The price of a meal out could rocket this autumn as hospitality chiefs have warned of a cocktail of cost pressures on businesses.
Speaking to the Business, Energy and Industrial Strategy committee on Tuesday, Food and Drink Federation boss Ian Wright urged MPs to “think seriously about inflation in hospitality.”
Price inflation for hospitality’s operational costs was between 14 to 18 per cent at the moment, he said, citing figures from UKHospitality. “That is terrifying,” Wright said.
“Inflation is a bigger scourge than anything else because it discriminates against the poor,” Wright said.
Restaurants are facing a “contest” with retail and e-commerce giants for staff while an exodus of overseas workers last year has seen venues scrabbling for new recruits.
Venues are seeing hiked costs for essential goods, as well as increasing wages to attract staff.
Wage inflation was occurring alongside a “real constriction of choice,” Wright also told MPs.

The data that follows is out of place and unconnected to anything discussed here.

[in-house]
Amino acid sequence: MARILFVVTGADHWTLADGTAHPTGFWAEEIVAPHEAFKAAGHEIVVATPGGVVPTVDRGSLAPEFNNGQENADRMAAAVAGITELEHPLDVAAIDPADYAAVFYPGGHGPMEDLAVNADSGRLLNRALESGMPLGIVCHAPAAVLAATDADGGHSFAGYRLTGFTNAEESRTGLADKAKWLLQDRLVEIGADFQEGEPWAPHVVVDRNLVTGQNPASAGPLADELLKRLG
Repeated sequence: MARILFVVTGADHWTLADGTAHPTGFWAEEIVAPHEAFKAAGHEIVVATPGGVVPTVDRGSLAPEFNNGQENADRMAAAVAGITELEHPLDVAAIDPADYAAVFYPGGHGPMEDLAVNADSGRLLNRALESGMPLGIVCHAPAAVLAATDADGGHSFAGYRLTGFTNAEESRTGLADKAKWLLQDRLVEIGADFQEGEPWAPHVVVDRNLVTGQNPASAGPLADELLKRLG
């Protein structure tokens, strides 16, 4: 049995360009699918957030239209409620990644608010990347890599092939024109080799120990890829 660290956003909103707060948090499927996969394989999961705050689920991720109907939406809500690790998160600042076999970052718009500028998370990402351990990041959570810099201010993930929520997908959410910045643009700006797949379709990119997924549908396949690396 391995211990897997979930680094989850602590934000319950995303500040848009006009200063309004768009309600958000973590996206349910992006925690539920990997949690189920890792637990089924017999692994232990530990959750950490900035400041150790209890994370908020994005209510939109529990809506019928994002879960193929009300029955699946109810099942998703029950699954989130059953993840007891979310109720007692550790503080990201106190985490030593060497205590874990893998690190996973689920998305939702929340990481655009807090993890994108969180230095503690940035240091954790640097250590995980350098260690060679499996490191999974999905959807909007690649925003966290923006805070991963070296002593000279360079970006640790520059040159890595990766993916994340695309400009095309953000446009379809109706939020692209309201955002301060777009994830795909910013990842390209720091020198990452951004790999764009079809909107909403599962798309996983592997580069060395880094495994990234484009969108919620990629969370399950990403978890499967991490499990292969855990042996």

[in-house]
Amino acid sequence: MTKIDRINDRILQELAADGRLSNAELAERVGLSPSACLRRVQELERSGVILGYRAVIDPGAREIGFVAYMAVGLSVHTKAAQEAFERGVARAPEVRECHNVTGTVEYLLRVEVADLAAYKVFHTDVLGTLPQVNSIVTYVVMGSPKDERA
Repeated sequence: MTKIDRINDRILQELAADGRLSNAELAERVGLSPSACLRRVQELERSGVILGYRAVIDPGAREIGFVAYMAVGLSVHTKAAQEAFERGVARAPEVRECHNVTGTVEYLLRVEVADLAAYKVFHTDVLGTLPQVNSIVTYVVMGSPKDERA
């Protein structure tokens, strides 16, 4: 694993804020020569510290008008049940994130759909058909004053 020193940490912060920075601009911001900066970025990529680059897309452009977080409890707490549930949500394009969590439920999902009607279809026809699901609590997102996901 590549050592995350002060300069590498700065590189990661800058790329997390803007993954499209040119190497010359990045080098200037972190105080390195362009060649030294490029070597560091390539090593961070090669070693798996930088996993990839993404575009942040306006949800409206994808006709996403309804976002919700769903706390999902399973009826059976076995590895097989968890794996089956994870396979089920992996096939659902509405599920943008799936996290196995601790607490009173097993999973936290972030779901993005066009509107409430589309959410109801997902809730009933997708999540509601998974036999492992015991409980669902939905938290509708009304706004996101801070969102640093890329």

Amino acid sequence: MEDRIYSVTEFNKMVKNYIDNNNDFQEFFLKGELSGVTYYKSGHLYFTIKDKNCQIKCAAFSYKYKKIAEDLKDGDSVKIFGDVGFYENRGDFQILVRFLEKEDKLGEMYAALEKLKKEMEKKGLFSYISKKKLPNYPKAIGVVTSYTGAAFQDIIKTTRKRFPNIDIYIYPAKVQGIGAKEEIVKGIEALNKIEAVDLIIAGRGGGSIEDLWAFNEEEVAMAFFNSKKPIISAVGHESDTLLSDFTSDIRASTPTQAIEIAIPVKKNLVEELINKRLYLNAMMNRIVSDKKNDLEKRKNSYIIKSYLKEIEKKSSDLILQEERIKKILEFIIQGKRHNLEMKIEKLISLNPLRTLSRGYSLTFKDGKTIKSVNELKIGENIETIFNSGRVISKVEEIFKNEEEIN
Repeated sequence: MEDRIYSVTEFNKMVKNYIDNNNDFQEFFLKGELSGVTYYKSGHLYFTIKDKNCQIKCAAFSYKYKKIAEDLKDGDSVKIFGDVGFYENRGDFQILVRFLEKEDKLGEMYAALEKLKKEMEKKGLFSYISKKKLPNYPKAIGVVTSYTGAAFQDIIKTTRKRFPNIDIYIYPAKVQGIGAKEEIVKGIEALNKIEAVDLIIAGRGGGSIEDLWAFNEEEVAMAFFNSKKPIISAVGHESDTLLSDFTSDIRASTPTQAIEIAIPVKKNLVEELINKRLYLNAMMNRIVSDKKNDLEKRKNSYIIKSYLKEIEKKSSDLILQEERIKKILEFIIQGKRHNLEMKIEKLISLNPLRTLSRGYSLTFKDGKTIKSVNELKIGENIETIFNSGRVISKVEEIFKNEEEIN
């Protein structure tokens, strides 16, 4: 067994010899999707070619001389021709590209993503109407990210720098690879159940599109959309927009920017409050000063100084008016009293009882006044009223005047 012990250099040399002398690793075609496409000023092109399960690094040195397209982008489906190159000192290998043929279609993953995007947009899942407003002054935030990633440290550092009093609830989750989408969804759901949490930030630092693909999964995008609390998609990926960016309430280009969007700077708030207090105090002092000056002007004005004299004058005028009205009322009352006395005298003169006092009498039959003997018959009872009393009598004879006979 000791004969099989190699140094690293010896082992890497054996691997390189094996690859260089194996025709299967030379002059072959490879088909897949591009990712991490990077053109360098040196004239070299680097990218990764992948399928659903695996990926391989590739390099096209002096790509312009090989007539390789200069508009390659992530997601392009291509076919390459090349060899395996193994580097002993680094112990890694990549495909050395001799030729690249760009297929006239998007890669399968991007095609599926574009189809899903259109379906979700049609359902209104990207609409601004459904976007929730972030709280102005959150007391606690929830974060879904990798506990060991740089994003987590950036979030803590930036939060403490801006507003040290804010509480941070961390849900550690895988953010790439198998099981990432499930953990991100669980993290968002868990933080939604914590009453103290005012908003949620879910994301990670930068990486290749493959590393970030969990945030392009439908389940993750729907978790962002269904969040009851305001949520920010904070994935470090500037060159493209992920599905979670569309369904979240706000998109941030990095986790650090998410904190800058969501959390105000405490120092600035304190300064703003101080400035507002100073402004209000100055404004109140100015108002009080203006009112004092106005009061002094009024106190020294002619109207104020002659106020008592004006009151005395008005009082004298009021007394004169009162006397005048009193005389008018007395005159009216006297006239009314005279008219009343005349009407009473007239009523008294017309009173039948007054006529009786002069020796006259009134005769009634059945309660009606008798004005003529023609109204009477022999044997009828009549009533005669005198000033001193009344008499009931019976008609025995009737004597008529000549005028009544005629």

“Anyone who has been to a restaurant particularly in tourist areas in the last three or four months will have noticed that the amount of choice has been restricted. You have five items on most menus rather than 10.”
Many venues are facing debts that accrued in the pandemic while also recently seeing VAT increase to 12.5 per cent, as government Covid support winds down.
UKHospitality CEO, Kate Nicholls, said it was “inevitable” that businesses would be forced to pass on some of the pressure to customers through higher prices.
“Hospitality is seeing material cost inflation, with many companies reporting a heady cocktail of substantial increases in the cost of essential goods and services they depend on to run their businesses”, she said.
The price of a pint was estimated to rise 30p even ahead of any duty increases at the Budget, a survey by The Morning Advertiser found.
More than eight in ten pubs have raised or plan to raise prices because of rising costs.
Emma McClarkin, chief executive of the British Beer & Pub Association, said a variety of rising prices came at “a critical time” in the Covid recovery.
“It is one of the reasons we are urging the Chancellor to support our sector by cutting beer duty, VAT and business rates in the Budget next week to ensure our pubs and brewers can remain at the heart of communities up and down the country,” she added.